Towson University has a bloody history—and it’s one we can be proud of. TU began hosting blood drives half a decade before the American Red Cross launched its first nationwide civilian blood campaign. We talked with TU’s Red Cross liaison Betsy Draper ’72, University Archivist Felicity Knox and Association Vice President of Human Resources Phil Ross to uncover the history of campus blood drives. Read on for their insights, including the strange food served at early drives and a new app that tells you exactly where your blood donation goes.
We were early adopters.
The American Red Cross began collecting blood for the U.S. military in 1941. Just two years later, the Towerlight published a story on a campus blood drive, reporting that each donor “was served a ham or cheese sandwich and was allowed…a cup of coffee.” The first nationwide civilian blood program wasn’t in place until five years later, in 1948.
War led the cause.
It’s thought that TU’s 1943 blood drive was done to support U.S. troops fighting in World War II. There was an upsurge of blood drives on campus again in the early 50s—likely part of the Korean War effort. Articles at the time noted five blood drives from October 1951 to May 1953 and said “whole blood will be flown to Korea or wherever it is needed.”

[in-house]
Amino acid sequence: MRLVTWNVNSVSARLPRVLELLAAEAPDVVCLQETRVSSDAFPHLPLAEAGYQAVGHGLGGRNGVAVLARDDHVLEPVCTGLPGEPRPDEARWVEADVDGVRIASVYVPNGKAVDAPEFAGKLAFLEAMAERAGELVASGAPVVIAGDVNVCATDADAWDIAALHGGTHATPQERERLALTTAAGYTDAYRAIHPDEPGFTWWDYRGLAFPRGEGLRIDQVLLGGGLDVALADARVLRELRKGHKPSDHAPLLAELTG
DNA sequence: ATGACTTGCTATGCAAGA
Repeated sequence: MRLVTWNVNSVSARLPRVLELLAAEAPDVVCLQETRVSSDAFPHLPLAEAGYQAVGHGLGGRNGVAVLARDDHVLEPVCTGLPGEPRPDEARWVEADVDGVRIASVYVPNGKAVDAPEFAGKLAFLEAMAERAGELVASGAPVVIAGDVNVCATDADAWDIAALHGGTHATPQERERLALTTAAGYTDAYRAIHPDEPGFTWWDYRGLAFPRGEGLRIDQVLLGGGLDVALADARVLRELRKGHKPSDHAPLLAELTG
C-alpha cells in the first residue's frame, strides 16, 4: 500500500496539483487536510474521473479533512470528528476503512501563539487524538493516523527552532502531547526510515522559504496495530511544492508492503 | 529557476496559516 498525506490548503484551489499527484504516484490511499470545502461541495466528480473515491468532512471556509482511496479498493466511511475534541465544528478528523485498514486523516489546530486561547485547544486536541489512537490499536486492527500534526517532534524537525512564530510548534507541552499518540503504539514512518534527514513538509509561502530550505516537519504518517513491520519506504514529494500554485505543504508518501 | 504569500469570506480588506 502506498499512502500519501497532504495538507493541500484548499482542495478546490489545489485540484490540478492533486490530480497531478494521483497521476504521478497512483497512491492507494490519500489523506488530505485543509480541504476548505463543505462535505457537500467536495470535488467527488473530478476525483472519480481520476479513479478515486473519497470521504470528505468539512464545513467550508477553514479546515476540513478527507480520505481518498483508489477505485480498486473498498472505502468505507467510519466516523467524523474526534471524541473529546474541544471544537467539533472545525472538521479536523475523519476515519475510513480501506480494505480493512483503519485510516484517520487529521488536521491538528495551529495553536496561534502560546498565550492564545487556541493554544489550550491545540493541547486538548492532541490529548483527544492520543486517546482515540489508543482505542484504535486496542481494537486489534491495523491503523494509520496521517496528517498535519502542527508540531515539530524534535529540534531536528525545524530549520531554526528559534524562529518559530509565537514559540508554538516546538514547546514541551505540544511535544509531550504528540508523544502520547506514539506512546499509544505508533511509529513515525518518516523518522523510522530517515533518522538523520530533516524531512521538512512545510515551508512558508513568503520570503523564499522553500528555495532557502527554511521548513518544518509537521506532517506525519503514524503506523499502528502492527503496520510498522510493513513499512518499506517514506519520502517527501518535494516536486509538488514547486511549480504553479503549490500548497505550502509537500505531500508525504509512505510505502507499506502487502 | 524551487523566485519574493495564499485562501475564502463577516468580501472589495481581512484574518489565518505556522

Schools carry the load…
Colleges and high schools provide 25% of the Red Cross’s total U.S. blood inventory. One of the reasons why blood shortages typically occur in the summer is the dip in blood drives when school isn’t in session.
…and TU is one of the biggest contributors.
Among colleges in Maryland, TU is one of the largest blood contributors. A Towerlight article written in 1953 noted that TU “holds the record for total pints of blood donated over the past two years by various schools.” Since 1998, TU students, faculty and staff have donated approximately 16,300 units of blood, helping to save the lives of nearly 50,000 patients. The Red Cross even named TU “college of the year” for donations in the 2005-2006 and 2011-2012 academic years.
Within a large metropolitan are like Baltimore, blood donations are typically used close to where they’re collected. The new Red Cross Blood Donor app lets donors track their donations through processing, arrival and use. The app tells you the hospital where your blood is used, plus tracks your cumulative donations and lets you make future donation appointments. You can download it in the App Store or on Google Play.
There are lots of ways to help.
If someone needs blood—whether it’s a chemo patient or a premature baby—there’s nothing that can substitute for it.
You can help by donating at an upcoming blood drive on campus—the next one will be in the University Union’s Potomac Lounge from 8:30 a.m. to 8 p.m. Wednesday, October 26. You can also volunteer at one of the blood drives, or accompany a friend who’s donating to help provide support. Either way helps save a life—and it can be done on your lunch break.
Written by Pamela Gorsuch
APL # 2016-APL-01459